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Thursday, 6 October 2016

North Carolina


In 1584, Sir Walter Raleigh sent out 108 colonists from Plymouth, England under his cousin Sir Richard Grenville to establish two colonies in what is now known as North Carolina. One of these, the Roanoke Colony later became known as the Lost Colony, the settlers having disappeared without trace by 1590.

Map of the coast of Virginia and North Carolina, drawn 1585–1586 by Theodor de Bry

Virginia Dare, the first English child born in the New World, was born in the Roanoke Colony.

Manteo, a Native American Croatan Indian, was the chief of a local tribe that befriended the English settlers who landed at Roanoke Island.  On Sunday, August 13, 1587, Manteo was christened on Roanoke Island, making him the first Native American to be baptized into the Church of England.


The first permanent settlers in North Carolina came from the state of Virginia in 1655 as there was not enough farmland in their previous residence.

The name Carolina comes from the Latin for Charles (Carolus) after King Charles I of England.

The Province of Carolina was granted by charter in 1663 to eight Lords Proprietor in reward for their assistance in restoring Charles II of England to the throne.

In 1722 the land was divided into present day North Carolina and South Carolina.

Thomas Jefferson's father, Colonel Peter Jefferson, was a land surveyor who was one of the surveyors who laid out the virginal North Carolina border.

North Carolina made the smallest per-capita contribution to the Revolutionary War of any state, as only 7,800 men joined the Continental Army under General George Washington.

In 1789 North Carolina ratified the United States Constitution and was admitted as the 12th U.S. State.

The University of North Carolina at Chapel Hill, one of the oldest public universities in the United States, received its charter on December 11, 1789. The university first began enrolling students in 1795, and was the only one to award degrees in the 18th century,

Old East Residence Hall, built in 1793. By Caroline Culler Wikipedia

In 1860, North Carolina was a slave state. About one third  of the people in the state were slaves.

North Carolina fought as part of the Confederacy during the Civil War, although it was the last of the states to leave the Union. The state sent about 125,000 troops to fight in the war and about 40,000 of them died.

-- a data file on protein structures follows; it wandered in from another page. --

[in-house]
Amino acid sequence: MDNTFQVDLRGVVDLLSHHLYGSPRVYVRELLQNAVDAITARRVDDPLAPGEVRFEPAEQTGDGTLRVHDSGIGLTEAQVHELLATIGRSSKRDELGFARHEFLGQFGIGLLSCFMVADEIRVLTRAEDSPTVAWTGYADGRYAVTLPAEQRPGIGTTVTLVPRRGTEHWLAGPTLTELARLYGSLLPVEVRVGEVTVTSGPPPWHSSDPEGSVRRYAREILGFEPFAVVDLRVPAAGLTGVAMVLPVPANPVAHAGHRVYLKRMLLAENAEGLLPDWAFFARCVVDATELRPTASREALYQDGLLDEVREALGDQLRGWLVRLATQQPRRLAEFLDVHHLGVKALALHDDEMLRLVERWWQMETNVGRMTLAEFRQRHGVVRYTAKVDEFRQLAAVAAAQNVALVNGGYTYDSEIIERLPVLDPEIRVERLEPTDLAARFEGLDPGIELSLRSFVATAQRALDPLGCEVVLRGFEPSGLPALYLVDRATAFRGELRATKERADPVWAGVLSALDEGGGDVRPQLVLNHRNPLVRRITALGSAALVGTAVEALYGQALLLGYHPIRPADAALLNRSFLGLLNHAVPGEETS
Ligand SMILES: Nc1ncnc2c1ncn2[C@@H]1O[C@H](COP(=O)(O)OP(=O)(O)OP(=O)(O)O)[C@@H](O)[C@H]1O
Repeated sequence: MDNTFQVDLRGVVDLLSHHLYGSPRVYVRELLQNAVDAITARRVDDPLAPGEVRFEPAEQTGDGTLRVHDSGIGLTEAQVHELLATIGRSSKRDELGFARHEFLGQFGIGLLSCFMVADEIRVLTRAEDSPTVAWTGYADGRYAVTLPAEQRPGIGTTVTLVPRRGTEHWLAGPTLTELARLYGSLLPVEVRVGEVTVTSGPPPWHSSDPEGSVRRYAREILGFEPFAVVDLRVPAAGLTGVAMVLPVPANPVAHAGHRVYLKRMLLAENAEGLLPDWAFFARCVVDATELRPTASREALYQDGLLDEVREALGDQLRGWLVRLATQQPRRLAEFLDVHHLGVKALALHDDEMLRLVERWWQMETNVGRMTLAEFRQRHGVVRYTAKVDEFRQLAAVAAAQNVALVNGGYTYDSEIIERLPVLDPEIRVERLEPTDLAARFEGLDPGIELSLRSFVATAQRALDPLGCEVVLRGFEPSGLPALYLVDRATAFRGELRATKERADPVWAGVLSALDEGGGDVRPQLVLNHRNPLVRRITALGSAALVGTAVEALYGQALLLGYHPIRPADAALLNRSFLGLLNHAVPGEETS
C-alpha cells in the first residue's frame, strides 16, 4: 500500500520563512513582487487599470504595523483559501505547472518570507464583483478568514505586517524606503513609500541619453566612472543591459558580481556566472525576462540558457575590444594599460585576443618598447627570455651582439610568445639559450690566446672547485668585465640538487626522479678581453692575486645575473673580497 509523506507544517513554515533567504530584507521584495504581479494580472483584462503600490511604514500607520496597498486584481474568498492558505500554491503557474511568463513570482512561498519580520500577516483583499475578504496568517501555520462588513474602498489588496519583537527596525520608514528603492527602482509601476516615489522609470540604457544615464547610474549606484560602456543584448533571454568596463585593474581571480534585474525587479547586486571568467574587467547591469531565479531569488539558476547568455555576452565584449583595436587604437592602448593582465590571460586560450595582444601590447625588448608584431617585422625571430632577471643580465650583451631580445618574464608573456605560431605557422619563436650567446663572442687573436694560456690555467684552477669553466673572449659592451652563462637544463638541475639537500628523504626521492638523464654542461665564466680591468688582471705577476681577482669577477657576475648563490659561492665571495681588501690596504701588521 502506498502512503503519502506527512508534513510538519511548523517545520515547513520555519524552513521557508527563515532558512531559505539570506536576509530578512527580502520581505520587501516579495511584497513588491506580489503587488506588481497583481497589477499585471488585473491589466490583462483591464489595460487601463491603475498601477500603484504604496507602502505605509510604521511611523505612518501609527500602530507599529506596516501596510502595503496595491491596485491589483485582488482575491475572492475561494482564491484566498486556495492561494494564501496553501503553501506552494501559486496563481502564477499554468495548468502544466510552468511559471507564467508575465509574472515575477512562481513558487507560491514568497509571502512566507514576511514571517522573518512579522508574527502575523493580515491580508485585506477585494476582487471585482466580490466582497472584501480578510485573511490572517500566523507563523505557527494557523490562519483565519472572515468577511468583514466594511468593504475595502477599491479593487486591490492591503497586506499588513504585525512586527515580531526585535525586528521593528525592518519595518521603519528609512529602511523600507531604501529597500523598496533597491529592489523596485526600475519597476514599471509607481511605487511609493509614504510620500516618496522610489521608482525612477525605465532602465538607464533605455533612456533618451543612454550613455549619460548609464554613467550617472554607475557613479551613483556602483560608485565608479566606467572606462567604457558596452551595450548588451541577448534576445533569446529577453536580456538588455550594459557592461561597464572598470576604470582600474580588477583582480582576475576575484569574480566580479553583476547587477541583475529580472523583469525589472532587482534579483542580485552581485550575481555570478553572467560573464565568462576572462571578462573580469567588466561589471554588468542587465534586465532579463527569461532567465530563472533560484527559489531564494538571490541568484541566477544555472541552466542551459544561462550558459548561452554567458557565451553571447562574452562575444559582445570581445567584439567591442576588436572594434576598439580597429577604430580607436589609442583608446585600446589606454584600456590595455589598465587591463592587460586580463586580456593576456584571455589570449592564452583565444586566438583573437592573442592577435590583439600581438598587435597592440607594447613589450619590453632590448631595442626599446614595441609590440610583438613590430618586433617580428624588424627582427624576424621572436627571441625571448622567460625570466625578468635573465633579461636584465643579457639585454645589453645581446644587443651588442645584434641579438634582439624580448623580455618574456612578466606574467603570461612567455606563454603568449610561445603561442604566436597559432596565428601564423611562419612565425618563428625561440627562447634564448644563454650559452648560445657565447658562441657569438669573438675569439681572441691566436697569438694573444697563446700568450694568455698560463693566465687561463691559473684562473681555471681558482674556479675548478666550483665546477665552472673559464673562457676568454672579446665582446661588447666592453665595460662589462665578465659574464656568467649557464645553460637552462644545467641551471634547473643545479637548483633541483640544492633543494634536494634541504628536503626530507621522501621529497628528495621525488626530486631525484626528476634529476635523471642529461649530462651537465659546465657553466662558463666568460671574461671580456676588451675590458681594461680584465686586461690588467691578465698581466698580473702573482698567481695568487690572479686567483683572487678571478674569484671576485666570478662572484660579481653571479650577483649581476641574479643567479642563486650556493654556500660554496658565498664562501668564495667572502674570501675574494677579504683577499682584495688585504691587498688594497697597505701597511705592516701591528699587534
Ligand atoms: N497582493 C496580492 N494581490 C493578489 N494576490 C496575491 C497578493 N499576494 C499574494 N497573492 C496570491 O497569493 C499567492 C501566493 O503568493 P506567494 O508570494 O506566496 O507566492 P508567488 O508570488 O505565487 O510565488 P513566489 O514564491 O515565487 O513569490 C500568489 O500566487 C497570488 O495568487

Shaw University, the first historically black university in the United States, was founded in Raleigh, North Carolina in 1865.

The largest house in the world was built in Asheville, North Carolina in 1885. Biltmore House has 250 rooms and is on an estate of 12,000 acres.

The first powered flight took place at Kitty Hawk, North Carolina in 1903. Orville Wright flew in his Wright Flyer One for 12 seconds at a height of 500 feet and covered 37,120 feet.

WXYC, the student radio station of the University of North Carolina at Chapel Hill, provided the world's first internet radio broadcast in 1994.


As of 2015, there was about 10,042,802 people living in North Carolina.

North Carolina topographic map. The Appalachian Mountains brown, the Piedmont yellow, and Atlantic Coastal Plain green

It is against the law to sing out of tune in North Carolina.

North Carolina produces with 1.2 billion pounds of sweet potatoes a year.

North Carolina is the largest producer of tobacco in the United States, growing nearly 375 million pounds per year.

Charlotte, the biggest city in North Carolina, is the second biggest banking center in the United States, making banking very important in North Carolina. BB&T and Bank of America have their main offices in the state.

Charlotte skyline. By Riction - Wikipedis Commons

Charlotte is the only major U.S. city where a one-bedroom apartment is actually cheaper than a studio, on average.

North Carolina has more state maintained roads than any other American state.

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